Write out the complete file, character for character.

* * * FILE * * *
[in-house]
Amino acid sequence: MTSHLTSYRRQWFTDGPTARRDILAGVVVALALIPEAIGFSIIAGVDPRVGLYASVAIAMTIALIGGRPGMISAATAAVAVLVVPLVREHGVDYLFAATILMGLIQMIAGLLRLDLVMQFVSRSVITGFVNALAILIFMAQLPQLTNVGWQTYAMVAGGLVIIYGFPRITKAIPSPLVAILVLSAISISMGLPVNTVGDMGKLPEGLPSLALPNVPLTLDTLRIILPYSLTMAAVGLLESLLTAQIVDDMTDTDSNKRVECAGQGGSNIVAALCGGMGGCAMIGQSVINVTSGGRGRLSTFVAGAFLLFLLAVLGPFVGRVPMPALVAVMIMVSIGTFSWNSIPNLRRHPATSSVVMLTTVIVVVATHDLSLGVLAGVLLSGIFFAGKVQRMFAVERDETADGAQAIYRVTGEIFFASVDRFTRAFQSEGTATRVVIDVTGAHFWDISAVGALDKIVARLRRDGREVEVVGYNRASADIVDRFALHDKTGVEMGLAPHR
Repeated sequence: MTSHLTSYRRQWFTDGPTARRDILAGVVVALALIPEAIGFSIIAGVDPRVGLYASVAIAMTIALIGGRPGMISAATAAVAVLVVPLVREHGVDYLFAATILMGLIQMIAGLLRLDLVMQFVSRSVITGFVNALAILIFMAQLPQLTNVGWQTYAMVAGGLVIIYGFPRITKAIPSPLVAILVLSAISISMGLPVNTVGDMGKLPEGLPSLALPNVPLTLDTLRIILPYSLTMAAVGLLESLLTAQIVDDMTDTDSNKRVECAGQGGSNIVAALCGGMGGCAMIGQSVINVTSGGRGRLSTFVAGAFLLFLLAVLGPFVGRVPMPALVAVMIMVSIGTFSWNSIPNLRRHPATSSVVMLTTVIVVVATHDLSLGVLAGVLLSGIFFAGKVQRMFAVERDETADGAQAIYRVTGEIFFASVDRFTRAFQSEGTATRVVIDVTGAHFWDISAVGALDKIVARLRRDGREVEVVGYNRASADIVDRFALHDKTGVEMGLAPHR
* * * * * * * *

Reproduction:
[in-house]
Amino acid sequence: MTSHLTSYRRQWFTDGPTARRDILAGVVVALALIPEAIGFSIIAGVDPRVGLYASVAIAMTIALIGGRPGMISAATAAVAVLVVPLVREHGVDYLFAATILMGLIQMIAGLLRLDLVMQFVSRSVITGFVNALAILIFMAQLPQLTNVGWQTYAMVAGGLVIIYGFPRITKAIPSPLVAILVLSAISISMGLPVNTVGDMGKLPEGLPSLALPNVPLTLDTLRIILPYSLTMAAVGLLESLLTAQIVDDMTDTDSNKRVECAGQGGSNIVAALCGGMGGCAMIGQSVINVTSGGRGRLSTFVAGAFLLFLLAVLGPFVGRVPMPALVAVMIMVSIGTFSWNSIPNLRRHPATSSVVMLTTVIVVVATHDLSLGVLAGVLLSGIFFAGKVQRMFAVERDETADGAQAIYRVTGEIFFASVDRFTRAFQSEGTATRVVIDVTGAHFWDISAVGALDKIVARLRRDGREVEVVGYNRASADIVDRFALHDKTGVEMGLAPHR
Repeated sequence: MTSHLTSYRRQWFTDGPTARRDILAGVVVALALIPEAIGFSIIAGVDPRVGLYASVAIAMTIALIGGRPGMISAATAAVAVLVVPLVREHGVDYLFAATILMGLIQMIAGLLRLDLVMQFVSRSVITGFVNALAILIFMAQLPQLTNVGWQTYAMVAGGLVIIYGFPRITKAIPSPLVAILVLSAISISMGLPVNTVGDMGKLPEGLPSLALPNVPLTLDTLRIILPYSLTMAAVGLLESLLTAQIVDDMTDTDSNKRVECAGQGGSNIVAALCGGMGGCAMIGQSVINVTSGGRGRLSTFVAGAFLLFLLAVLGPFVGRVPMPALVAVMIMVSIGTFSWNSIPNLRRHPATSSVVMLTTVIVVVATHDLSLGVLAGVLLSGIFFAGKVQRMFAVERDETADGAQAIYRVTGEIFFASVDRFTRAFQSEGTATRVVIDVTGAHFWDISAVGALDKIVARLRRDGREVEVVGYNRASADIVDRFALHDKTGVEMGLAPHR